We (snipped) measure the following in an appraisal...or try to:
google search results
TLD Value: Value of the TLD
Length: Value based on length
Hyphen: Value based on number of hyphens
NumPhrases: Number of Phrases Detected
Zone Taken: Value based on availability of domain name in zone file
WebFreq: Value based on Web Frequency
SearchFreq: Value based on search Frequency
Industry Value: Value based on Industry
NumTerms: Value based on number of terms that appear
ZoneFreq: How often the name appear in zone file
ProductPrct: E-commerce valuel how well it could be used in commerce
TermWebFreq:Value of individual term in web frequency
TermSearchFreq:Value of individual term in search frequency
TermZoneTaken: Value of individual term in zone file
TermProductPct: Value of individual term in e-commerce
TermInstancePct: Percentage time this term used as a trademark
Google Page Rank
Search Engine Saturation
So to summarize, there is now enough criteria and information available to get a good idea of value. The more names that sell, the more accurate the appraisals get....just as it is for real estate.
If I can be of any help to you, please let me know.
[edited by: DaveAtIFG at 11:35 pm (utc) on May 10, 2004]
[edit reason] Removed specifics [/edit]
| 2:22 am on May 11, 2004 (gmt 0)|
Okay, nice formula M_M, but once again: As to each of those variables what value per unit do you assign, and please don't tell me 'that's the secret sauce'. The answer is likely 'a rough estimate', simply because the sample size of sold domains, as to each unique market interest, is limited.
It's one thing to articulate what to look for in a domain property, it's quite another to place an authoritative FMV on the domain. Yes, 'the formula' (criteria) helps to drive the conclusion/demand, but at the end of the day - currently - the market is still groping when it comes time for the buyer to rationalize the bottom line.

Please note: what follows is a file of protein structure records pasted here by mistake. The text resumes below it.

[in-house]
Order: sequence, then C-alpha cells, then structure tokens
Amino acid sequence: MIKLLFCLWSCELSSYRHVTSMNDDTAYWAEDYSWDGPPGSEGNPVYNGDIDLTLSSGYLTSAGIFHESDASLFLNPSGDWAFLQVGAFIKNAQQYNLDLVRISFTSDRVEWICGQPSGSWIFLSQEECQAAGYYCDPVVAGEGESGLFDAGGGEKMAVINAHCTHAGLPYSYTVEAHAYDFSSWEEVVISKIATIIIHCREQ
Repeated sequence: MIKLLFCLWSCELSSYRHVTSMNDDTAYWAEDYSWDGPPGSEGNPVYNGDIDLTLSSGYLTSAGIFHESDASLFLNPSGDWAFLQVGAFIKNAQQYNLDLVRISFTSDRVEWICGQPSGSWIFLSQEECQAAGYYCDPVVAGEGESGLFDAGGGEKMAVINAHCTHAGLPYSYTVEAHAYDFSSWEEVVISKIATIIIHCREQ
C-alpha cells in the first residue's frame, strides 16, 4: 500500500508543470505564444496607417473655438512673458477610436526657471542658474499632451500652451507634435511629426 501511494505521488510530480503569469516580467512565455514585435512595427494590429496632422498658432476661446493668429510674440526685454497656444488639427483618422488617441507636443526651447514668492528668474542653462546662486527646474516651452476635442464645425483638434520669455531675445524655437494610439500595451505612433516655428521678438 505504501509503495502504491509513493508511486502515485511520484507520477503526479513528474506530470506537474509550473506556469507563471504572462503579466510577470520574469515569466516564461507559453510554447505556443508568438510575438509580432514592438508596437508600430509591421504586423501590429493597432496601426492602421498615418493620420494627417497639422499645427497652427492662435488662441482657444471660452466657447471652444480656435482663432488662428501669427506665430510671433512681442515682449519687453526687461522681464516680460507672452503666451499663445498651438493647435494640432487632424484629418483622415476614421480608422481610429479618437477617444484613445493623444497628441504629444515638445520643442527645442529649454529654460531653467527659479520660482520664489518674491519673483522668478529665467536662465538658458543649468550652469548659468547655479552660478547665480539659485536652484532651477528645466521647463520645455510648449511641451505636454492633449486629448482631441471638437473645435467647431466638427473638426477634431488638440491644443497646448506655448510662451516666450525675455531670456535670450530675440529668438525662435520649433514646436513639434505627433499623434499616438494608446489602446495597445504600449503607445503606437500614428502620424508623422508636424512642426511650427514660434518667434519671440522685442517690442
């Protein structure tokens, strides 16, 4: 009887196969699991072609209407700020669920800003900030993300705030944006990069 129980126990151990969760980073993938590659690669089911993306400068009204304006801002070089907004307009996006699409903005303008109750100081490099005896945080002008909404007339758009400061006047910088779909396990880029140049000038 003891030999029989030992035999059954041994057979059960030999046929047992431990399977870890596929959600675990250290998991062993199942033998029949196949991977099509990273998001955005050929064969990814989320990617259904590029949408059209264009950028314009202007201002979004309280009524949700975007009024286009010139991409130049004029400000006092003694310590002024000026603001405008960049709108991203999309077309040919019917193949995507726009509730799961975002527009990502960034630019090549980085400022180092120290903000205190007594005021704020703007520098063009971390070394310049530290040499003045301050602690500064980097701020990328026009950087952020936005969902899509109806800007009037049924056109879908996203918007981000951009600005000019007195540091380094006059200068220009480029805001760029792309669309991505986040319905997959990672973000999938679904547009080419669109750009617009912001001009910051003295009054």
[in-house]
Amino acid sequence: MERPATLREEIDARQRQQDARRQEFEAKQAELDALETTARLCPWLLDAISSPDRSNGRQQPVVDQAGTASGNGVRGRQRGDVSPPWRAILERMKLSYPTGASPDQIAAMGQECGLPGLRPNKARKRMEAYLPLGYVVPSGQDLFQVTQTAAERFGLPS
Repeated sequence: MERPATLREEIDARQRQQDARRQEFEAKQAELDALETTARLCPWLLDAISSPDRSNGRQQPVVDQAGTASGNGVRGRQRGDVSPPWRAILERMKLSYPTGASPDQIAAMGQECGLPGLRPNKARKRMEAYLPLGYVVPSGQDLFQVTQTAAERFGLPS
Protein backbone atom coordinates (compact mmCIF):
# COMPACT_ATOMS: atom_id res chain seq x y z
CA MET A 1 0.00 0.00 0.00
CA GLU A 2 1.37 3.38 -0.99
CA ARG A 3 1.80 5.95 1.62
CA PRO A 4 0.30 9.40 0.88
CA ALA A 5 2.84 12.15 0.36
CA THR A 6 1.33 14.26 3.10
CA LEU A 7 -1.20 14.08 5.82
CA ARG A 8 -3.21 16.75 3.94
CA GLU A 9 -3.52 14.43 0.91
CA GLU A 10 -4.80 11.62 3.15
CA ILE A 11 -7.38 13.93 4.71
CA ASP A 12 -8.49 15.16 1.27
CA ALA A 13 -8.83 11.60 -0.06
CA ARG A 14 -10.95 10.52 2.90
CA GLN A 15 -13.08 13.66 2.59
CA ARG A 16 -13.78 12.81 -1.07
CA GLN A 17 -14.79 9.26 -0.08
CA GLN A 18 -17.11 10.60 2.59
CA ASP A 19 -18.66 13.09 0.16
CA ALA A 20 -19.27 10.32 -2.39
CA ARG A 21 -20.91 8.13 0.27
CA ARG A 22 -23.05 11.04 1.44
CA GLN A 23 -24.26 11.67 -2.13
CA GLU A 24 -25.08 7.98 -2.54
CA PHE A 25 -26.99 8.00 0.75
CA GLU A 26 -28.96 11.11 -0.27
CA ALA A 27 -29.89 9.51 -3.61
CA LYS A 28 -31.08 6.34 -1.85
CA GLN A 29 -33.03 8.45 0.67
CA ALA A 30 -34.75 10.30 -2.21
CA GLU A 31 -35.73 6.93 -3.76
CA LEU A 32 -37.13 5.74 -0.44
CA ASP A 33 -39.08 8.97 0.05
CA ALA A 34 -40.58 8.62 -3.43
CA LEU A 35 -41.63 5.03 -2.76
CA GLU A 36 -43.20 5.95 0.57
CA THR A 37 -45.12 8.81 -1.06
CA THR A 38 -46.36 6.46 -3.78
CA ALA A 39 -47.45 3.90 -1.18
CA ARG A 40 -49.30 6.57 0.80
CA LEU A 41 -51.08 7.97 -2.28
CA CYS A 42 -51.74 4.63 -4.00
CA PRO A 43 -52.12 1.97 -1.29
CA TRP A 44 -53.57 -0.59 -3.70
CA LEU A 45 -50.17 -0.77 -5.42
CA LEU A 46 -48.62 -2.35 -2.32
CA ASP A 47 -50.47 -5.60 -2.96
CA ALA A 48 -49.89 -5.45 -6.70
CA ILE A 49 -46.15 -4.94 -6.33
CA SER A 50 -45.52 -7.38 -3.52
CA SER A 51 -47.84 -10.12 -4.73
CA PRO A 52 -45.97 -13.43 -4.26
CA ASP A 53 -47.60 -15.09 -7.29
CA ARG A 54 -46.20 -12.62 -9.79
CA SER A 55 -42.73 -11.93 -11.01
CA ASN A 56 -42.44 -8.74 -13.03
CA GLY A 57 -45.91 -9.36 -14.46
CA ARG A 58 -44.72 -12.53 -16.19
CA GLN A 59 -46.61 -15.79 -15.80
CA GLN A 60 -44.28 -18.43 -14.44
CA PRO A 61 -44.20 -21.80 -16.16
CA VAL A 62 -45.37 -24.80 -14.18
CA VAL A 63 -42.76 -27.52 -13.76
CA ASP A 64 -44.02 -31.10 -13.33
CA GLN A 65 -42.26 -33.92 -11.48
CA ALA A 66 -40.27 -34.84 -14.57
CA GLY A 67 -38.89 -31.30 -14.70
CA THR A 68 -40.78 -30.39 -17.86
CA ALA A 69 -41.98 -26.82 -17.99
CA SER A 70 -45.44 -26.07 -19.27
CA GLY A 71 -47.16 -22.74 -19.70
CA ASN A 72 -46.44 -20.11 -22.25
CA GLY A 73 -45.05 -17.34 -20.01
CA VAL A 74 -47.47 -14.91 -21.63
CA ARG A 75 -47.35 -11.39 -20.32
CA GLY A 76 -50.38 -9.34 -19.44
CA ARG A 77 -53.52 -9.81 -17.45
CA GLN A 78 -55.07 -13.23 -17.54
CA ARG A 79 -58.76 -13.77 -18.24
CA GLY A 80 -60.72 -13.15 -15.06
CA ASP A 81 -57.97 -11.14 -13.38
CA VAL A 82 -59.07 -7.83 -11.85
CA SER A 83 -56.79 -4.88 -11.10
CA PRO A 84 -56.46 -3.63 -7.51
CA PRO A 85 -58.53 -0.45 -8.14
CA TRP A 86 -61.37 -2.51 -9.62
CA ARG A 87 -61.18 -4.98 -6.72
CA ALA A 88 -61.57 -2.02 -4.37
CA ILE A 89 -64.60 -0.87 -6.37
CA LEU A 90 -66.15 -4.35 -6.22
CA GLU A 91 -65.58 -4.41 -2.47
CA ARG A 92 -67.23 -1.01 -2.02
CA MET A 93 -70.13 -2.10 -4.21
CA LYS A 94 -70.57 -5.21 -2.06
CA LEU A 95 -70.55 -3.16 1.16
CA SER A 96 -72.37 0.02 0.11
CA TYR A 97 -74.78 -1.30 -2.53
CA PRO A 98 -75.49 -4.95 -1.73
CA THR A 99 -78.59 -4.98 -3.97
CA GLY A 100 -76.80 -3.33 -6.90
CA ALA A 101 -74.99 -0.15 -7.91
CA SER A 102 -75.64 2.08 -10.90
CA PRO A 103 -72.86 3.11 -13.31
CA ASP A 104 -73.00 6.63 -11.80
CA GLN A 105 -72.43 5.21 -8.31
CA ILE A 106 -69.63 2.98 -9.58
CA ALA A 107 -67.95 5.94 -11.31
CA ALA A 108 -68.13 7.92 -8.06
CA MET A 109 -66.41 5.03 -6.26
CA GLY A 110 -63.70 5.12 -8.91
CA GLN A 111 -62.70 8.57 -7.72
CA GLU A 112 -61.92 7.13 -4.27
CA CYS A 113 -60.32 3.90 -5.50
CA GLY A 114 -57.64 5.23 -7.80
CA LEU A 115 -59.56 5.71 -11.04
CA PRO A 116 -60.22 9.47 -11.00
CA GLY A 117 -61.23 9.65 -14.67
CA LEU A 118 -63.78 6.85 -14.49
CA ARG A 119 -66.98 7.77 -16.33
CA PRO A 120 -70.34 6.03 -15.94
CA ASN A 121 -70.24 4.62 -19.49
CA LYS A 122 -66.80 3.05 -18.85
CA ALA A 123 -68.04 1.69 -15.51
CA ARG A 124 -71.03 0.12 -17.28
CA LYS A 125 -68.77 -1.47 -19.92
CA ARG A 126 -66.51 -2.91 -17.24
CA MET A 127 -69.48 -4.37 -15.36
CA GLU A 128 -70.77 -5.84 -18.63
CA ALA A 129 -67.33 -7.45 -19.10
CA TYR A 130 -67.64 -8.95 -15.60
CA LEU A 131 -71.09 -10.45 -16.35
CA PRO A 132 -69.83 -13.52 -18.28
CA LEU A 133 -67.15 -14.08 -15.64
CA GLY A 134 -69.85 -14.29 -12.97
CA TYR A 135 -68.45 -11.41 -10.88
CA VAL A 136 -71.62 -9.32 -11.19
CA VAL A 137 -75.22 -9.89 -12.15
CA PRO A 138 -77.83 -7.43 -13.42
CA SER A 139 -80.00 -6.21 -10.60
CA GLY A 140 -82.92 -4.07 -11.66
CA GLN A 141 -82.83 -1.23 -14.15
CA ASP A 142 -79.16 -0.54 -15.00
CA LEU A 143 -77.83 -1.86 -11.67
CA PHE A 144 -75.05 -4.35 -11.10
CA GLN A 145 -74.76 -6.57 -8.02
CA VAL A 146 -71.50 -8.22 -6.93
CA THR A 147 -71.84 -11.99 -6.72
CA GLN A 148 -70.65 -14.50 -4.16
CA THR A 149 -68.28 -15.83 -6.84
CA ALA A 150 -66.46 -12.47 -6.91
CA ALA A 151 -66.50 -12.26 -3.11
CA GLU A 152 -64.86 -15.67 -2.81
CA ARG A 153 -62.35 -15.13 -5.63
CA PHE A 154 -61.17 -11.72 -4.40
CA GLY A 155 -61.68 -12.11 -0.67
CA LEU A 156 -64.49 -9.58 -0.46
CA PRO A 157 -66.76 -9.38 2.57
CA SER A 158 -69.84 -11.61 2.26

Other than the value assigned to type-in traffic - and heaven only knows how much of that is people looking to determine if the domain is taken, domain speculators looking to see 'what's up' and others looking to see if there's a website of any kind attached to it - the closest we have to a real metric is how well that type-in traffic converted into sales. Yes, raw traffic has potential value but the assumption of intrinsic value was proven to be a feigned calculus in the era of the dot com bubble. There were plenty of sites in 1999 that had lots of traffic that failed to produce a ROI.
Other than raw traffic that converts we have a lot of really neat analysis to play with, none of which yet defines value with any certainty. Past domain sales help to rationalize future sales negotiations but past sales do not predict future sales given the limited number of reported sales and the (relative) uniqueness of each domain.
Probably the best indicator of value is the size and interest level of the prospective buyer, and the skills of the seller in negotiating. ;-)
| 3:03 am on May 11, 2004 (gmt 0)|
I am not saying you are wrong...on either of your posts. All I am saying that there are far more value indicators today than there ever was...and there will be more in the future. We have completed close to 400K domain appraisals to date so we can see the value indicators pretty clearly now.
| 4:04 am on May 11, 2004 (gmt 0)|
M_M, I'm not hearing you say that I'm wrong, though that may simply reflect your good graces, and certainly you have a wealth of experience to draw upon if you wish to prove me in error. On the other hand, I'm looking for the best science has to offer and, as yet, I'm not seeing much science. I'm seeing rationale. I'm seeing an effort to define constituent variables.
The end of the secret sauce era - the arrival of a systematic approach to assigning value to those variables - awaits 1) the accumulation of a great deal more data (they don't report domain sales as reliably as they report real estate sales to the tax assessor and to the IRS); 2) the realization of the impact of the addition of new TLDs on the domain aftermarket (compare real estate: they ain't making more land/real estate on terra firma, unless it involves dredging); 3) whatever else I'm too tired to think about at the moment.
I'd still like to see your dollar weighting of the variables you have defined, including how the dollar values are ameneded as you traverse industries, and until I do I'll assume that's your secret sauce. Generally accepted standards of real estate or business appraisal aren't concocted of secret sauce.
| 7:43 am on May 11, 2004 (gmt 0)|